Flexibility and Authority: Resolving Labor Disputes in A County Government in Western China

By He, Xin; Su, Yang | Law & Society Review, January 1, 2019 | Go to article overview

Flexibility and Authority: Resolving Labor Disputes in A County Government in Western China


He, Xin, Su, Yang, Law & Society Review


(ProQuest: ... denotes non-USASCII text omitted.)

Over the last decade, China has witnessed a resurgence of mediation in dispute resolution. Institutionally, many agencies, such as government bureaus, community organizations, and courts, have been called upon to proactively mediate disputes, resulting in "the Grand Mediation." Although adjudication and arbitration continue to be utilized, mediation has been aggressively pursued, and has become the preferred method of the Chinese regime. According to official statistics, 63 percent of the 1,332,000 labor disputes in 2012 were settled by mediation (Labournet.com.cn 2012).

Is mediation an effective means of dispute resolution? Answers vary based on different perspectives and data. Fieldwork from rural China, for example, Xiong (2014), has shown that judicial mediation remains effective and important. Focusing on medical disputes, Ding (2015) contends that mediation is "a dose to cure 'medical chaos'." Huang (2015) suggests that securities dispute mediation has the potential to become a successful forum. Conversely, the literature is critical of this revived mediation. Minzner (2011) dubs this resurgence a "turn against law," which in the long run undermines the legal spirit. A recent study (He 2017) demonstrates that, in divorce cases, judicial mediation from the perspective of stability concerns has undermined legal principles. Some (Ng and He 2014) argue that there are internal contradictions in judicial mediation. When judges conduct mediation, role conflicts are widely registered (Chen 2015; Xian 2015). Judges, especially those who receive formal legal education, seem resistant to the renewed mediation (Fu and Cullen 2011). As a result, many call for a "rethinking" of the mediation campaign (Zhang 2015; Zhao 2015a, 2015b).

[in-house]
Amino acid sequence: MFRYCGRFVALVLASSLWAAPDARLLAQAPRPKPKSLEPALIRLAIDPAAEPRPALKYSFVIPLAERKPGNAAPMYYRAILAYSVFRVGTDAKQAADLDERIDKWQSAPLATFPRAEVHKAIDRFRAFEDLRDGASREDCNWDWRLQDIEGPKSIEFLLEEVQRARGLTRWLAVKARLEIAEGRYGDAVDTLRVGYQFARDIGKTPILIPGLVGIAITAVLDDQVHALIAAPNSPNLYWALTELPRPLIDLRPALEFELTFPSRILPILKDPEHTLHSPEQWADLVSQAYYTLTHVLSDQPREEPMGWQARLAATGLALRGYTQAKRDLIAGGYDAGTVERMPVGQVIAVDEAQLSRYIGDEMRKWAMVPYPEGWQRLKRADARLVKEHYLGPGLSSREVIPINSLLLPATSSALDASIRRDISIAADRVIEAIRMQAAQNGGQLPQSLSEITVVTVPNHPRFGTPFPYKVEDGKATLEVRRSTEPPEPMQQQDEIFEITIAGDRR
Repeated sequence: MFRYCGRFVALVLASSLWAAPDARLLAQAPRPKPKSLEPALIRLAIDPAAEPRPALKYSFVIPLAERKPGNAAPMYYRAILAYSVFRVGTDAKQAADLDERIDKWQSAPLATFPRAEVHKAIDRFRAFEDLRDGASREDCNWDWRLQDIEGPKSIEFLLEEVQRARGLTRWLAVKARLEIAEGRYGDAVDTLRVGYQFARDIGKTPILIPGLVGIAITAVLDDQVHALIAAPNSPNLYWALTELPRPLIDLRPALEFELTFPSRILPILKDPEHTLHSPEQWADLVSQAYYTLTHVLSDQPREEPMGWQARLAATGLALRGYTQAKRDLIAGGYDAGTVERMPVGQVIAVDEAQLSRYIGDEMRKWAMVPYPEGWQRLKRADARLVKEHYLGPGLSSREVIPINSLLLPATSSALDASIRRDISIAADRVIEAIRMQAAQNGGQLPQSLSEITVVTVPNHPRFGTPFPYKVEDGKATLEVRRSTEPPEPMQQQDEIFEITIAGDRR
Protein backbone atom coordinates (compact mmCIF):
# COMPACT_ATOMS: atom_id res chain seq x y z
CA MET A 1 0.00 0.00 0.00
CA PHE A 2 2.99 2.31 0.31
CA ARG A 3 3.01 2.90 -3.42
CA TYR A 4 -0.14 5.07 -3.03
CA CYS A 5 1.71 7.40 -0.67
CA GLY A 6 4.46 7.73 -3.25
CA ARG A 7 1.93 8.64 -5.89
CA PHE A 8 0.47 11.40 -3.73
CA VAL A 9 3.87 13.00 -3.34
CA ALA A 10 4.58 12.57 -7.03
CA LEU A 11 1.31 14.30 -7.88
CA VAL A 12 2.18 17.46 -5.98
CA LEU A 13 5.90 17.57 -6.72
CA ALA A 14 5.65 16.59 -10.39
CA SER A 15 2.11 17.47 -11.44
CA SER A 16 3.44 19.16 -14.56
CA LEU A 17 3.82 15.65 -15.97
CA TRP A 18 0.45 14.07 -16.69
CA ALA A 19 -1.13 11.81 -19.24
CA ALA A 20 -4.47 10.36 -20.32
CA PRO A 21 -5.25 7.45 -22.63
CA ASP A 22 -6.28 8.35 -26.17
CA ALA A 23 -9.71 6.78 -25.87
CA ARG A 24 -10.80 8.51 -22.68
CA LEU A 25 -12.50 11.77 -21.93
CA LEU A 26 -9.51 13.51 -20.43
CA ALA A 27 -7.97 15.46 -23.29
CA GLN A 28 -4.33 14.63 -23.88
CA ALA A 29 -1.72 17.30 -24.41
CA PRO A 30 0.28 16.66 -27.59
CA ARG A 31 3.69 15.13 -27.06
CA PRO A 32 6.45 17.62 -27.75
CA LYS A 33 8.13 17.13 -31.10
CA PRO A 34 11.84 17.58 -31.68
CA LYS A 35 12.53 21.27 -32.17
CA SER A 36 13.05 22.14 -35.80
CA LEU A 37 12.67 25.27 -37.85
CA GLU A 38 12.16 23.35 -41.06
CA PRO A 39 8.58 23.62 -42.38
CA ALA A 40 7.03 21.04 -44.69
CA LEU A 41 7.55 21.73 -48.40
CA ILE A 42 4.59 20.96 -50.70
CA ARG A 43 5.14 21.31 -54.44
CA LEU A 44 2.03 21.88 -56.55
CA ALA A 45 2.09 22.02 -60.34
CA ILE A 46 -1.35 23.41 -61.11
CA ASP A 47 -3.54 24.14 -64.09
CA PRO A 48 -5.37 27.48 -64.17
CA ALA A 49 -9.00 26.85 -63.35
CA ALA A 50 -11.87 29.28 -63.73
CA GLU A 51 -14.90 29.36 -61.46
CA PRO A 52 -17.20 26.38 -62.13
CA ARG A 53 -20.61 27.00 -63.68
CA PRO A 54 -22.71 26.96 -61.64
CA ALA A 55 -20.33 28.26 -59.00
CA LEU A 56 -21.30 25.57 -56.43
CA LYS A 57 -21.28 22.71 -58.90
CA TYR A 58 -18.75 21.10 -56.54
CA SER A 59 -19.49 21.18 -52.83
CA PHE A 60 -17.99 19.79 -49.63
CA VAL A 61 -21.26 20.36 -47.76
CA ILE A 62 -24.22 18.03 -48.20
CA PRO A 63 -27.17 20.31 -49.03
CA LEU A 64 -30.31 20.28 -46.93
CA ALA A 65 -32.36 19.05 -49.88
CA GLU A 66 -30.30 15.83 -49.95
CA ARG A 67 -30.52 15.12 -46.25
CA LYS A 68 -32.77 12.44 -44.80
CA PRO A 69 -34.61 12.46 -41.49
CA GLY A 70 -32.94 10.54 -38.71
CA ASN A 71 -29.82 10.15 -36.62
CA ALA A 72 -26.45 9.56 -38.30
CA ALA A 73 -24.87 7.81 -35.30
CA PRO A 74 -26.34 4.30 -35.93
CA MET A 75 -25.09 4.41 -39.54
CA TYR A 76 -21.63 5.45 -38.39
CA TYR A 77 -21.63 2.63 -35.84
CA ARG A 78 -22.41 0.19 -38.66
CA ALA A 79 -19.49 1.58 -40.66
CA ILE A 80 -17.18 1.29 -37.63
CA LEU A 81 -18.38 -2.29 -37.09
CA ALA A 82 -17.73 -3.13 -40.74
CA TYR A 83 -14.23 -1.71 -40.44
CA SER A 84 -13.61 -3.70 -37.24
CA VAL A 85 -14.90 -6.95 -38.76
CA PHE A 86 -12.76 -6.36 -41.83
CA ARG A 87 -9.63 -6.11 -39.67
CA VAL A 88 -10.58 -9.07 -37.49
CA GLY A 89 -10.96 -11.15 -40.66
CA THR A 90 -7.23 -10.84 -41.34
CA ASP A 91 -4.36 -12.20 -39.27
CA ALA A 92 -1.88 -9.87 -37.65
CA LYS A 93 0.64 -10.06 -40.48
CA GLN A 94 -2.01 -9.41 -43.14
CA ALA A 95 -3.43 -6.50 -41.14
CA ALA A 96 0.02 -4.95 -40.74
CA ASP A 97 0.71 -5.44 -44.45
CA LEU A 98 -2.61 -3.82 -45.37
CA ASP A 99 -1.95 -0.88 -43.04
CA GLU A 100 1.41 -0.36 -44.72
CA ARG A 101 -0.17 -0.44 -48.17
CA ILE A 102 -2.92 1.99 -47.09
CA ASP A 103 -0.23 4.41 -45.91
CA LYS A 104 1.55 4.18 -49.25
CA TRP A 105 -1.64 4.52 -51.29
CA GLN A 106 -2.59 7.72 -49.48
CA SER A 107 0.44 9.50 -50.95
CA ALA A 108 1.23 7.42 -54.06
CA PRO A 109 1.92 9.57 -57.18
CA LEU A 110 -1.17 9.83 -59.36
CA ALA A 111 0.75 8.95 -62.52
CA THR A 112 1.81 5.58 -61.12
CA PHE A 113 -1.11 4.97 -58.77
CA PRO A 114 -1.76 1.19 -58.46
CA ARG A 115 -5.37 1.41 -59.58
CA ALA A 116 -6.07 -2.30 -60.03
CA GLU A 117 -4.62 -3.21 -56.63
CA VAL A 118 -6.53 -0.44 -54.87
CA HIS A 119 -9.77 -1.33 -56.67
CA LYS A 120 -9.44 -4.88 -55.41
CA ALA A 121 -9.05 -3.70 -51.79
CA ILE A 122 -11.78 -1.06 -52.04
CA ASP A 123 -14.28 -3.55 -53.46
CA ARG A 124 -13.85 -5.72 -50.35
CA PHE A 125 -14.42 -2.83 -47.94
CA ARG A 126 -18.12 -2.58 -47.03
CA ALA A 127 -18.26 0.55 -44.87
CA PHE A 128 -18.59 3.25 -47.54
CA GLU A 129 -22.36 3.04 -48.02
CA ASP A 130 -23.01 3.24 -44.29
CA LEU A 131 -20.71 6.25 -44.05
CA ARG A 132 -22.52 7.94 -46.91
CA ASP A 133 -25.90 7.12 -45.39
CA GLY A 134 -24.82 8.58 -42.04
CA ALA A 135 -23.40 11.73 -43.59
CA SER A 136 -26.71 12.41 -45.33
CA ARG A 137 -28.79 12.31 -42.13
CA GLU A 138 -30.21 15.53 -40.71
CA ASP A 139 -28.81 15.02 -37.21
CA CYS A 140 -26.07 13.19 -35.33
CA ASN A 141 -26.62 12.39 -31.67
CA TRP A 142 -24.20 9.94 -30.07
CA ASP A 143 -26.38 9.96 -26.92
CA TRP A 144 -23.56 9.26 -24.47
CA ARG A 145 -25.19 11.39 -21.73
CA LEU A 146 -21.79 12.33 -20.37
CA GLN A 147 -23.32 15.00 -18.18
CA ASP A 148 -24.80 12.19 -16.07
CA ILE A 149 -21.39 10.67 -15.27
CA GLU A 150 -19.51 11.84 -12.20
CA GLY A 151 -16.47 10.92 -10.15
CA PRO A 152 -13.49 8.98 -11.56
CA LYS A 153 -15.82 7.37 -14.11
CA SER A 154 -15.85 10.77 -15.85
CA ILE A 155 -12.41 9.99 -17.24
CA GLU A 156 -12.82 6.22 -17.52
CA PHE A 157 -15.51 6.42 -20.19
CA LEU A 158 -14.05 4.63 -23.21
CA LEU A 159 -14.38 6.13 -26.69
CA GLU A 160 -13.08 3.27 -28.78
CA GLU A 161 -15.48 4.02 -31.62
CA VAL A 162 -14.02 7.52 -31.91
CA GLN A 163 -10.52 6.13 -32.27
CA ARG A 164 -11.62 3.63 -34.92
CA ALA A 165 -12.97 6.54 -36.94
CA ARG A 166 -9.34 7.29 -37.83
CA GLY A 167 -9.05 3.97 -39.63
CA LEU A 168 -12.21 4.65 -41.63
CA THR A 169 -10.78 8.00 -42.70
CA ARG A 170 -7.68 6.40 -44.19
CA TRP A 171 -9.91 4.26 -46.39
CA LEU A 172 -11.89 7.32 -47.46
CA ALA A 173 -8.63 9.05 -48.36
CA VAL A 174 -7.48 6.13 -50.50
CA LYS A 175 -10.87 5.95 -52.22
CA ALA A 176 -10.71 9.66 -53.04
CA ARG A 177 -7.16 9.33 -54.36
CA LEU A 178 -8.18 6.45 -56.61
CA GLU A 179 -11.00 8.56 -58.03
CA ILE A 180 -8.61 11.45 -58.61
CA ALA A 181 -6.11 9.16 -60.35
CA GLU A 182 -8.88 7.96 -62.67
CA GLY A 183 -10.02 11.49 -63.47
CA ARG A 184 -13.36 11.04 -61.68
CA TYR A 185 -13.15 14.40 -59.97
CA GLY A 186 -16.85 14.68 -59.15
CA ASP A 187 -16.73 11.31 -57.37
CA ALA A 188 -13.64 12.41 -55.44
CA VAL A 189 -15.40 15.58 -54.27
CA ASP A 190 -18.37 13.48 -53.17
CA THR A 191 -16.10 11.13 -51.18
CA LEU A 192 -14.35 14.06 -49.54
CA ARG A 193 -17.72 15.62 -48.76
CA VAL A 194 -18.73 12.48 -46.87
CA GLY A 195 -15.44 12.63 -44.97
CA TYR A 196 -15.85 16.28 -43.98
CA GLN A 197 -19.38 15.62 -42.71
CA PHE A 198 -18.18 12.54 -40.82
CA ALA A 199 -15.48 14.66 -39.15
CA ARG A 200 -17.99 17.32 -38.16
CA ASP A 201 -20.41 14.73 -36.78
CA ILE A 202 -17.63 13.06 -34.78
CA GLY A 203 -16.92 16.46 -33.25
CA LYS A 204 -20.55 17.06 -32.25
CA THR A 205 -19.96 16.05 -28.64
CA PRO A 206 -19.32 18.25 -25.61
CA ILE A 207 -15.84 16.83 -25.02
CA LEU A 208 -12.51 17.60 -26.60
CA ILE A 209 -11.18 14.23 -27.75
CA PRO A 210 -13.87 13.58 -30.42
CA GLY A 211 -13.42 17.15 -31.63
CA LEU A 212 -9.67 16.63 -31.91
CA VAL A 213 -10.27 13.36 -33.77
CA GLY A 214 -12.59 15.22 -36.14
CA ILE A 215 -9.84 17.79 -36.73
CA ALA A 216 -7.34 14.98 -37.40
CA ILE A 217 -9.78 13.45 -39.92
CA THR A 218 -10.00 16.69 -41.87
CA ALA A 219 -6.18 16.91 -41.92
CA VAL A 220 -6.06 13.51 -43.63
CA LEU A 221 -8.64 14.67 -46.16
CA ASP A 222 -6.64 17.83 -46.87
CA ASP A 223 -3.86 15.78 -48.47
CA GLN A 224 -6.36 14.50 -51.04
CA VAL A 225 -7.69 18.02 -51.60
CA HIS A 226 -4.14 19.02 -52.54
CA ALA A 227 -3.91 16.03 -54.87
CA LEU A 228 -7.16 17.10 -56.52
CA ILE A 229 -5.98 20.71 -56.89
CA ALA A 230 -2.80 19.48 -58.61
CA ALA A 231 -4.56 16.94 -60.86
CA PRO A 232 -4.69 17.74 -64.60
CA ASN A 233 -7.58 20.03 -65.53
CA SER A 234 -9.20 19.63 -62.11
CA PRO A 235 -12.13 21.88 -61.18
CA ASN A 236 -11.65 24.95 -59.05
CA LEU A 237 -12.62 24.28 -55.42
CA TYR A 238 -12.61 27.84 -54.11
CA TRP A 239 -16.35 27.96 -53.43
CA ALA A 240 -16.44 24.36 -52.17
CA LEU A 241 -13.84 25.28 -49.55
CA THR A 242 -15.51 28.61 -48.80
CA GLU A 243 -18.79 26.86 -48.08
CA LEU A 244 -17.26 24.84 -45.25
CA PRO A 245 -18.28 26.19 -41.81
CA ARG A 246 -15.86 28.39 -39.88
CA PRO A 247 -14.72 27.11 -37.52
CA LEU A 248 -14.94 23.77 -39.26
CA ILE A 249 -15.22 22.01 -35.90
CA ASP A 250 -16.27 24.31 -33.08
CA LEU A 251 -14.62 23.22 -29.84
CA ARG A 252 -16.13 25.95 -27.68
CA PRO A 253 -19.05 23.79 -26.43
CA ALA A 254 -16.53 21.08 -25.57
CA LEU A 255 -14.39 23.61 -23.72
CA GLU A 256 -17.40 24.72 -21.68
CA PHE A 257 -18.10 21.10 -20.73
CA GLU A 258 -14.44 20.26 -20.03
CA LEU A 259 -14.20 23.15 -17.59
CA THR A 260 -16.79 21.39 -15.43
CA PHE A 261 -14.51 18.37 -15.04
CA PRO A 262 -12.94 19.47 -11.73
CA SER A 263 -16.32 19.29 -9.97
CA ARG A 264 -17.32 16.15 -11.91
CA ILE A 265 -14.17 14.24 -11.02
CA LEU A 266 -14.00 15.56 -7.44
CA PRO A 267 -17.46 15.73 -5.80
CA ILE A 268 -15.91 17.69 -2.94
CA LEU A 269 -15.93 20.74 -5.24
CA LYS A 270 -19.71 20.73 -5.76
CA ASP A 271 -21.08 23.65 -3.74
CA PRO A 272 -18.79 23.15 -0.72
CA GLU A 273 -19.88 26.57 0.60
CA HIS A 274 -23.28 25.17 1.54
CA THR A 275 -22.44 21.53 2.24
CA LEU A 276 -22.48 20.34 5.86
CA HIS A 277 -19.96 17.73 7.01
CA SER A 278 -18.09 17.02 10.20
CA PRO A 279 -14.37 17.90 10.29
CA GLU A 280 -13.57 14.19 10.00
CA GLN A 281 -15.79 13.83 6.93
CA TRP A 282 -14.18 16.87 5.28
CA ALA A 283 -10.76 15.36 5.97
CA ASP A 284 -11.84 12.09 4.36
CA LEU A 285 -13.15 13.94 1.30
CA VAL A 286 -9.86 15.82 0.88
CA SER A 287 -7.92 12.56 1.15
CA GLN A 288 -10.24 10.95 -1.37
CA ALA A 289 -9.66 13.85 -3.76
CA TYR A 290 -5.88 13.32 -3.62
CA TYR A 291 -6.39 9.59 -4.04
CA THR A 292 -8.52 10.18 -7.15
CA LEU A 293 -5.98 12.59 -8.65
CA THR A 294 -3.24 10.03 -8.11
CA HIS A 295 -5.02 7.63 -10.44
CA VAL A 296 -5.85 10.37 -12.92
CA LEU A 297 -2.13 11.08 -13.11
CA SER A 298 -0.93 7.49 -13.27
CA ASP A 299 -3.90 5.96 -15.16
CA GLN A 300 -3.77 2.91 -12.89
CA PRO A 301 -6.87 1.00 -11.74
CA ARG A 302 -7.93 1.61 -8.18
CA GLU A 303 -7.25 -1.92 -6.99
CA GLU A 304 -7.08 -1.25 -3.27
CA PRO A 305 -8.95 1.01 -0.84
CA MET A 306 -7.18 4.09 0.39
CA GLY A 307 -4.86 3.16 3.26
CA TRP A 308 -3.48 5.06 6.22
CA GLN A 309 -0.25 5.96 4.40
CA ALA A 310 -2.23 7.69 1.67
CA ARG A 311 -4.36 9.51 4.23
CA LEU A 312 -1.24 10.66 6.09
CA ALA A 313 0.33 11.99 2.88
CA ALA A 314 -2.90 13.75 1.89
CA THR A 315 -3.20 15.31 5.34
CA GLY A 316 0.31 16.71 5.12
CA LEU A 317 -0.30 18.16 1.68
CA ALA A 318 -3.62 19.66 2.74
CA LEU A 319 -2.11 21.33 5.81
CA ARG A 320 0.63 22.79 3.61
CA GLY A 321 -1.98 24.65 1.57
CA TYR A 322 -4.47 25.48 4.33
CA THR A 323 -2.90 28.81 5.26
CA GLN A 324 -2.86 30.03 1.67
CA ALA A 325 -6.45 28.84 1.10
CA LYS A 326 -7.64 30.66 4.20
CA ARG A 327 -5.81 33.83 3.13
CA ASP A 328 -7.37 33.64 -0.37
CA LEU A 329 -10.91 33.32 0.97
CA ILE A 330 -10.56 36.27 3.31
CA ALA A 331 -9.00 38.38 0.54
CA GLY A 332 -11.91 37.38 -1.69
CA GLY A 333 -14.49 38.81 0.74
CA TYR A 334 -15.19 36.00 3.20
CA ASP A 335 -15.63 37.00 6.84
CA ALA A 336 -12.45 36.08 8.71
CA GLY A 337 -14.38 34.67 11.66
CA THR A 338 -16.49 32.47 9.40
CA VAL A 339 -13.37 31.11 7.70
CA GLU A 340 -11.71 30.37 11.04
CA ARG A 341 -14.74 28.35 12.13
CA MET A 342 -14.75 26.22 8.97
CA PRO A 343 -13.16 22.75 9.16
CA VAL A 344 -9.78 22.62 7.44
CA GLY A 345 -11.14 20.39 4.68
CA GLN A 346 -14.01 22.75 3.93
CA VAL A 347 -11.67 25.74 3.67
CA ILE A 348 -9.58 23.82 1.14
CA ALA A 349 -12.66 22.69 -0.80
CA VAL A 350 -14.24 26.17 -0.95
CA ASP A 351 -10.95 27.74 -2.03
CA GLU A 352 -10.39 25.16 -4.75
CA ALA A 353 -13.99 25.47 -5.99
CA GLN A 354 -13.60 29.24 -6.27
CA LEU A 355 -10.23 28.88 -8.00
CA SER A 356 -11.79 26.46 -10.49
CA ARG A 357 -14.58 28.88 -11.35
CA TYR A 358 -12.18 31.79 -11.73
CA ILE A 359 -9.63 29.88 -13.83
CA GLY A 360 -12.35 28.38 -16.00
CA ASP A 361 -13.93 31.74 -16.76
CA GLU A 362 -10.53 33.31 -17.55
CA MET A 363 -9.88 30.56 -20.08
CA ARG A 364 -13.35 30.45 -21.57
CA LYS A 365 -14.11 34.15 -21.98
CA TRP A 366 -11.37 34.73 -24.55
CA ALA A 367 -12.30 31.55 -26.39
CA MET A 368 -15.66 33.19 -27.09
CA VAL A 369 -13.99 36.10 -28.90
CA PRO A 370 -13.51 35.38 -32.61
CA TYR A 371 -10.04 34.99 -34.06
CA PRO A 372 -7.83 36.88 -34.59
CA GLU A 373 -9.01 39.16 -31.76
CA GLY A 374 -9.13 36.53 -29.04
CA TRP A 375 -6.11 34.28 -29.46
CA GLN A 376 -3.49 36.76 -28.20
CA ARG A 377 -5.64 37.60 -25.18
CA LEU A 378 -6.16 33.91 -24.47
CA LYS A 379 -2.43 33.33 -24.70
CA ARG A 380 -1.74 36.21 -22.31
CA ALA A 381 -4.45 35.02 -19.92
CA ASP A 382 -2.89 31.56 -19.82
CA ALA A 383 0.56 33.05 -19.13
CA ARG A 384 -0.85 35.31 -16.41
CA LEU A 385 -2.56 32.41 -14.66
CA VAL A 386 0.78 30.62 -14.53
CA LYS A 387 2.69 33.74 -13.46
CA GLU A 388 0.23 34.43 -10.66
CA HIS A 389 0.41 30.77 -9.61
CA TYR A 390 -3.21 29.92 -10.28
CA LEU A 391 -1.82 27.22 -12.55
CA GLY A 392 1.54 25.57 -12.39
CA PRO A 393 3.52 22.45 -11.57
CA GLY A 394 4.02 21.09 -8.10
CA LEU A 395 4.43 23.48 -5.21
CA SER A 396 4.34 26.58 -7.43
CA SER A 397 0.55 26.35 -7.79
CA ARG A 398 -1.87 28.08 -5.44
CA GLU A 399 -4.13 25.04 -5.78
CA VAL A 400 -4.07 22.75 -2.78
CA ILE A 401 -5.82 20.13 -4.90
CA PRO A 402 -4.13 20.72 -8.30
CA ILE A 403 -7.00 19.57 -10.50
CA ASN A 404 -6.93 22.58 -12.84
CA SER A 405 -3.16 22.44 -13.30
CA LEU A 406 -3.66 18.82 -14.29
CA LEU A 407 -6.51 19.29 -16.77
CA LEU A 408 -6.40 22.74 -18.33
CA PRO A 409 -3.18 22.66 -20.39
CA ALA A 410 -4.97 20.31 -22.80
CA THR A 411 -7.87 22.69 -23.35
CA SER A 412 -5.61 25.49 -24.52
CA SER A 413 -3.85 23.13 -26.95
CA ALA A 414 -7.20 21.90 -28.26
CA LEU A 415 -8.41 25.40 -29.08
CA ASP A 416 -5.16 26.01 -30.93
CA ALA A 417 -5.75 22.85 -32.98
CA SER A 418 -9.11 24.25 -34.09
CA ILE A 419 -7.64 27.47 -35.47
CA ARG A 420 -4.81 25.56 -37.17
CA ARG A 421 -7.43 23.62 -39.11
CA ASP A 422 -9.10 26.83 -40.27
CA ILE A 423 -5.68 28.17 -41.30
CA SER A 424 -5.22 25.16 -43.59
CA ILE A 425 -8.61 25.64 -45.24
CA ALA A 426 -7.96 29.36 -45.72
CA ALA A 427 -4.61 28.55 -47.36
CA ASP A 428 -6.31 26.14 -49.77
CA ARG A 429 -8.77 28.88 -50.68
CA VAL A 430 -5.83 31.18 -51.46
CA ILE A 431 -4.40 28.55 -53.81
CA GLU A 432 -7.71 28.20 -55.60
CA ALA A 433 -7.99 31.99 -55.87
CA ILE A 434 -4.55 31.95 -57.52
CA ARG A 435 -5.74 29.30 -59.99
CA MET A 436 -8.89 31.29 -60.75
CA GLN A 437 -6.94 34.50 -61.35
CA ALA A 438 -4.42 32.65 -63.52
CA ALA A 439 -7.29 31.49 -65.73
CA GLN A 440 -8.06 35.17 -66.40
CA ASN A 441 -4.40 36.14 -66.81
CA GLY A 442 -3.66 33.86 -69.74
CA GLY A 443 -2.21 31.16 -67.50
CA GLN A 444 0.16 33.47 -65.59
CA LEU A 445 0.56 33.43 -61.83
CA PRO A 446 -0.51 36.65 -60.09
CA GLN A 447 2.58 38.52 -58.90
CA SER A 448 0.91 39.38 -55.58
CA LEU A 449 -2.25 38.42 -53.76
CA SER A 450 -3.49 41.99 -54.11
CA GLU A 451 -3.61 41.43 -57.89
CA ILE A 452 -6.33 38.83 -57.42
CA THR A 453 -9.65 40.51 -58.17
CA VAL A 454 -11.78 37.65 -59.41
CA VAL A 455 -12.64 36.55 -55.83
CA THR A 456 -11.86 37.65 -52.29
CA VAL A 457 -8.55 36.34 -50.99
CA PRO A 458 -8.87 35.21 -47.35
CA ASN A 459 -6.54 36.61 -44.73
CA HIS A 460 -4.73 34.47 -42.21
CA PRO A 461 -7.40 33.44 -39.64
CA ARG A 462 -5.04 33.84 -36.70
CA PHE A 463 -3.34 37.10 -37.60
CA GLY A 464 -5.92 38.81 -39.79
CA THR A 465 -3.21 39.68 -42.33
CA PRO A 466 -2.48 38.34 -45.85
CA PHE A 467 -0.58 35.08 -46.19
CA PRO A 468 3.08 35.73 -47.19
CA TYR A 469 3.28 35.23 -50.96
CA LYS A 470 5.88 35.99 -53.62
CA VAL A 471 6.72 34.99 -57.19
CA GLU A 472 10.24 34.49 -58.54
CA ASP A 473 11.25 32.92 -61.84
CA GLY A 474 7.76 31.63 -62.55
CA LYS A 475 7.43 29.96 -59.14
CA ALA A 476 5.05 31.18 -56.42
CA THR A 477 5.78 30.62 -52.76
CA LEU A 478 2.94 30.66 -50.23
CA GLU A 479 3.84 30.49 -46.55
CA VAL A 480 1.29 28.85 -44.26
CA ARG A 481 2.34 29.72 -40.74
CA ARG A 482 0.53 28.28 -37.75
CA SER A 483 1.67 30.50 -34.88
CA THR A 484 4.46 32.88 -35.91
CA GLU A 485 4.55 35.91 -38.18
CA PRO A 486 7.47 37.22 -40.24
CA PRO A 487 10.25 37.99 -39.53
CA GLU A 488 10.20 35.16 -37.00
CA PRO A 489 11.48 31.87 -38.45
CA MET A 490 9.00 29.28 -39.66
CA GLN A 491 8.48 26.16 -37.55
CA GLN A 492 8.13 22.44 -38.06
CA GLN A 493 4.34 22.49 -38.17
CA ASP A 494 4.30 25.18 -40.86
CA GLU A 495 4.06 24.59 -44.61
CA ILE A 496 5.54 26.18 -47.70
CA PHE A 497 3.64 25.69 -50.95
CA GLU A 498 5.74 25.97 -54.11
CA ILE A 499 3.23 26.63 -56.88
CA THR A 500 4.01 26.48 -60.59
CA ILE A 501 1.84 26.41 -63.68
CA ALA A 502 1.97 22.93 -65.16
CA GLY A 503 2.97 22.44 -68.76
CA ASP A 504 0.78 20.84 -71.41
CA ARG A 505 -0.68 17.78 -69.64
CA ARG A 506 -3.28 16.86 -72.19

However, few studies have systematically assessed the effectiveness of mediation. We all know that from the prereform era to the mid-1980s, mediation was the most important form of dispute resolution for the so-called "internal conflicts among the people" in China (Lubman 1999). It then declined in the 1990s. The political ideology, personnel, organizational capacity, and supporting systems that made mediation effective in the prereform period have either vanished or eroded (Halegua 2005). Will the revived mediation be different?

Drawing on archival records from a commonly used forum known as the Labor Inspection Brigade (LIB) in Western China, supplemented with interviews of relevant officials and complainants, and secondary literature, this article examines the case flow, assesses its effectiveness, or lack thereof, and explores institutional conditions. Given the vast size of China and its immense regional variation, data from a single county over only 2 years do not provide a comprehensive and accurate picture for the country as a whole. It will, however, allow us to track the trajectories of a group of labor disputes in China from beginning to end, including both those that reach a formal legal forum and those that do not. We try to determine how many of these are resolved and by which channels, the extent to which they are resolved, and how their nature affects their final resolutions. We also assess the level of their effectiveness. Comparing our findings with other dispute resolution forums, we examine how the effectiveness of a particular forum is related to its social and political setting.

We argue that the combination of flexibility and authority is crucial in order for informal justice to be effective. The existing literature has long noticed that flexibility and authority are the characteristics of informal or popular justice (Abel 1982a; Merry and Milner 1993). Its emergence is a response to the complex and rigid formality of the formal court system. Authority is also regarded as important in informal or popular justice (Abel 1982a; Merry 1992). The existing studies, when evaluating the effectiveness of informal justice, tend to discuss the two factors separately and discretely. …

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